I am quite sure everyone is pleased when their chickens are healthy. The burden that comes with diseases is unpredictable, and it is better to prevent than treat. Of course, to prevent a disease or an infection, you have to know how it happens. This article focuses on one of the most significant chicken infections, Salmonella.
How do chickens get salmonella?
The main route of transmission of salmonella in chickens is through the mouth. They can get infected when they eat contaminated food or drink contaminated water. Salmonella can also be transmitted through the navel and from chicken to eggs.
Turns out your chickens are not the only ones in danger when there’s a salmonella infection. Knowing this, we decided to thoroughly discuss how salmonella is transmitted. Read on, for there’s more to learn in the following paragraphs.
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How Do Chickens Get Salmonella
Salmonella is a bacterial infection, it occurs in humans, and it occurs in animals too. One such group of animals that suffer from salmonella are chickens.
The thing about salmonella infections is that they are zoonotic. This means they can be transmitted from animals to man.
In humans, salmonella is transmitted through the mouth. If one eats an infected animal or contaminated food, or drinks contaminated water, they can get infected.
Chickens get salmonella the same way humans get it – through the oral route. This commonly occurs when they are fed infected feeds.
Besides the oral route, chickens can become infected with salmonella through their navel. Eggs can also become infected with salmonella even before their shells form.
Feeds derived from fish meals and oilseed meals carry a high risk of salmonella contamination. These raw materials provide conditions that allow salmonella to thrive.
So, it’s no surprise that they are more likely to give rise to contaminated feeds. But this does not mean they are the only raw materials that are susceptible to salmonella contamination.
Apart from the factor stated above, poor environmental conditions contribute to the contamination of chicken feed. A dusty and humid environment will favor salmonella growth on feeds.
An environment infested with pests that carry salmonella (such as cockroaches or rats) is also likely to have contaminated feed. These pests can run around contaminating your chickens’ feed, and this can cause a salmonella infection.
This type of transmission occurs in 2 ways: vertically and horizontally. Vertical transmission occurs when infected chickens pass the infection to their eggs.
Horizontal transmission occurs when an infected chicken comes in direct contact with a healthy chicken.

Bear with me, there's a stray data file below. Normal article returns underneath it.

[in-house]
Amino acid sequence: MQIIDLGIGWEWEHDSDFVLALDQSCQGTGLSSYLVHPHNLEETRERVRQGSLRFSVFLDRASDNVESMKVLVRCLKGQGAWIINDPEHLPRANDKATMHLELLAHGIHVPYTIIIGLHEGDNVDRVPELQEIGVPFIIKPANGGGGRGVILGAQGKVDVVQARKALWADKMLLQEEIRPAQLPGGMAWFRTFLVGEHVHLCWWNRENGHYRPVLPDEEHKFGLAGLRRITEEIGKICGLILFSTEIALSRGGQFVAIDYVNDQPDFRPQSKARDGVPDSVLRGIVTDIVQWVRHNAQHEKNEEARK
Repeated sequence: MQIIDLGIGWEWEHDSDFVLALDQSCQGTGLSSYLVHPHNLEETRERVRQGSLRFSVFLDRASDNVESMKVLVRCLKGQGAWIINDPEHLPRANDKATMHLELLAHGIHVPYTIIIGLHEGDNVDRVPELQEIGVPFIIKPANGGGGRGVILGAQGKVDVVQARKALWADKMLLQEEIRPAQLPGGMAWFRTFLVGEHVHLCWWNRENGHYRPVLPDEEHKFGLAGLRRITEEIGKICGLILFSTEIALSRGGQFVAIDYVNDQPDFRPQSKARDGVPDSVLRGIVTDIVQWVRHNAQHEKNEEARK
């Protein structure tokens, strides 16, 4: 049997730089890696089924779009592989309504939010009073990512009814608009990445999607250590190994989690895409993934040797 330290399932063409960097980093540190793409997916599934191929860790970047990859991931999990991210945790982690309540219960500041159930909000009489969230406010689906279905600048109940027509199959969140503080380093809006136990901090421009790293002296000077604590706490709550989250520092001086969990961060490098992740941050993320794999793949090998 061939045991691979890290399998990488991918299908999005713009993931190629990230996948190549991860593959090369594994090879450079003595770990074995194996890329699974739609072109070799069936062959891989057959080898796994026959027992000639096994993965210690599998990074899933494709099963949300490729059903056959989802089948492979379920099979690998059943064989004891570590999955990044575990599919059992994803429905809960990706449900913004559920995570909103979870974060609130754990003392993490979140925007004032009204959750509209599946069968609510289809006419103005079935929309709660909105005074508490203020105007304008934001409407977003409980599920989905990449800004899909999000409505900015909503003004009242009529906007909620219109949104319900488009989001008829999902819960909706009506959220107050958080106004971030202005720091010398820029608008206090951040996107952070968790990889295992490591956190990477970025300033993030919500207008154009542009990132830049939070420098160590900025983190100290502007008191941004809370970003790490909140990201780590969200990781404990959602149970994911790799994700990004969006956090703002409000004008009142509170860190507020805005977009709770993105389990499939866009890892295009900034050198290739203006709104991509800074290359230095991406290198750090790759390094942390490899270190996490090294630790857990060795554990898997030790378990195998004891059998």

This means of transmission is not limited to direct contact between chickens. It can also occur when chickens come in contact with any other infected animal, even humans.
Equipment like trucks and hatcheries can facilitate salmonella transmission, especially when they are not cleaned regularly.
If a truck has been in contact with salmonella-contaminated feed, and it is not cleaned, it will hold back some of the bacteria. If it holds back some of the bacteria, every other uncontaminated feed placed in it may become contaminated.
The hatchery is another equipment that can promote salmonella transmission. The temperature, dust, and humidity in the hatchery make it a good salmonella reservoir.
Placing infected chicks/eggs in the hatchery will cause contamination. When it is contaminated, every other chick or egg placed in it will become infected. The infected chicks/eggs may also transmit the infection directly to healthy ones.
Feeding equipment can also spread salmonella. When infected chickens use feeding equipment, and they are not cleaned before healthy ones use it, the infection spreads.
Other Ways Chickens Get Salmonella
Apart from all we’ve talked about so far, chickens can also get salmonella from contaminated cages, litters, coops, and pests that carry the bacteria.
Can You Get Salmonella From Chicken Poop
Yes, you can get salmonella from chicken poop. If you do not wash your hands after coming in contact with their poop, you can contaminate your food and drink with those hands.
When you contaminate your edibles and eat them, you get infected. You are at even higher risk of getting salmonella when you are on antacids or some other stomach ulcer medication.
Also, when you are older (about 65 years or more), you do not want to get salmonella. The symptoms are worse in geriatrics, and in immunosuppressed people.
How to Tell If Your Chickens Have Salmonella (Symptoms)